WDCC 90.5 FM - Sanford, NC
by BILLY LIGGETT
ASHLEY GARNER/The Sanford Herald Central Carolina Community College instructor Bill Freeman stands on the school's new radio tower than allows its station, WDCC 90.5 FM, further reach into neighboring counties.
SANFORD -- Justin Bullock loves to talk about racing.
A native of Fuquay-Varina, Bullock found the perfect outlet to do this when he joined the radio/television program as a student at Central Carolina Community College. It wasn't long until he had his own show, which he called "Full Throttle," at the college's FM station, WDCC 90.5.
There was only one problem, though. Bullock's friends -- those who've supported him and those who've hung out at the track with him over the years -- couldn't hear his show. In fact, Bullock couldn't hear his station at home, save for one room in the house that miraculously picked up 90.5 at times.
Until now, that is.
Fuquay, Cary, Chapel Hill, Apex, Lillington, Siler City, Southern Pines and a few other surrounding cities can now hear what the college has to offer thanks to a new tower which went live on May 20. The expanded reach means students can hear their peers outside of the county limits now, and for students like Bullock, the news is good.
"My friends and some of these race car drivers I know and I'm talking about ... they can hear me now," said Bullock, a recent graduate who is sticking around at CCCC as an assistant. "I'm really excited about that."
WDCC General Manager and college instructor Bill Freeman said the new tower came about because of a safety need -- OSHA ruled the older, smaller tower was too close to the campus -- so when the decision came to upgrade, they did so in a big way.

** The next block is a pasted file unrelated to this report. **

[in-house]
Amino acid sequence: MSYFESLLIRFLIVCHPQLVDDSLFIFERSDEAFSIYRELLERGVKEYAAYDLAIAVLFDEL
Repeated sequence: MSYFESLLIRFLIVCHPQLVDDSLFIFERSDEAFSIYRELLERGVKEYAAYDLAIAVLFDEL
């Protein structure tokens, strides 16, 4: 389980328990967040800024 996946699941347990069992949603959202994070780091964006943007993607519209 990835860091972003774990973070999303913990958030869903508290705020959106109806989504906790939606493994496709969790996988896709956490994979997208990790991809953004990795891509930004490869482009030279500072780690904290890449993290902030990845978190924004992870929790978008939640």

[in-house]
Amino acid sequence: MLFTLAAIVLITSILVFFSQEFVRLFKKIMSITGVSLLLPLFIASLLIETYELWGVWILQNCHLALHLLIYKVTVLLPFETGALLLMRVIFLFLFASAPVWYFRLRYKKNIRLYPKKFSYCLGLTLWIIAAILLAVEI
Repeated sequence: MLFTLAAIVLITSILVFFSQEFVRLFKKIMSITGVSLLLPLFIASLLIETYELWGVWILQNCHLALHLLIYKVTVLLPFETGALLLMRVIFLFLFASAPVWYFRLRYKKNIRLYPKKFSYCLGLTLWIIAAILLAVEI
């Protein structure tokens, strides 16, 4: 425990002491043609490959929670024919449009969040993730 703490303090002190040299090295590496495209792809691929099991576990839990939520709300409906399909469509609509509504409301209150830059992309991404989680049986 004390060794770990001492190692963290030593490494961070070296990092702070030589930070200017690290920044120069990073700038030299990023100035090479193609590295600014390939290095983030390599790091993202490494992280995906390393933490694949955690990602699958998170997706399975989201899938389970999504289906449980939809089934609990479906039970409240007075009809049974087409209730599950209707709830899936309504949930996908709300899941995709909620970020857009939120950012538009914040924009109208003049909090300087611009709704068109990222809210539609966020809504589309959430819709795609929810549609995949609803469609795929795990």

"When OSHA told us to fix it, we began looking at our options and researching rental space to move it," he said. "Or we could just build our own tower. Rental space was so costly, so doing this was more cost effective."
WDCC, according to Freeman, is one of the only college stations in the state that's run by students in the broadcast curriculum. Other college stations, he said, are run by students, but not specific to a particular curriculum. Thus, the commercial-free nonprofit station is, for the most part, used strictly as a learning tool, with the exception of a few shows each week produced by non-students. When not playing talk shows or student-hosted programs, WDCC plays Top 40 and pop music 24-7.
Freeman said having the wider reach won't change the curriculum, but it will put more pressure on the students to perform, as their listenership will more than double.
"It might raise the stakes a little bit," he said. "The students will have to be a little more ... how should we say ... 'prepared.'"
He also said he may consider including announcements from nonprofits outside of Lee County, now that the station is hitting more ears.
A list of shows and more information about WDCC and the college's radio/television program can be found online at www.wdccfm.com.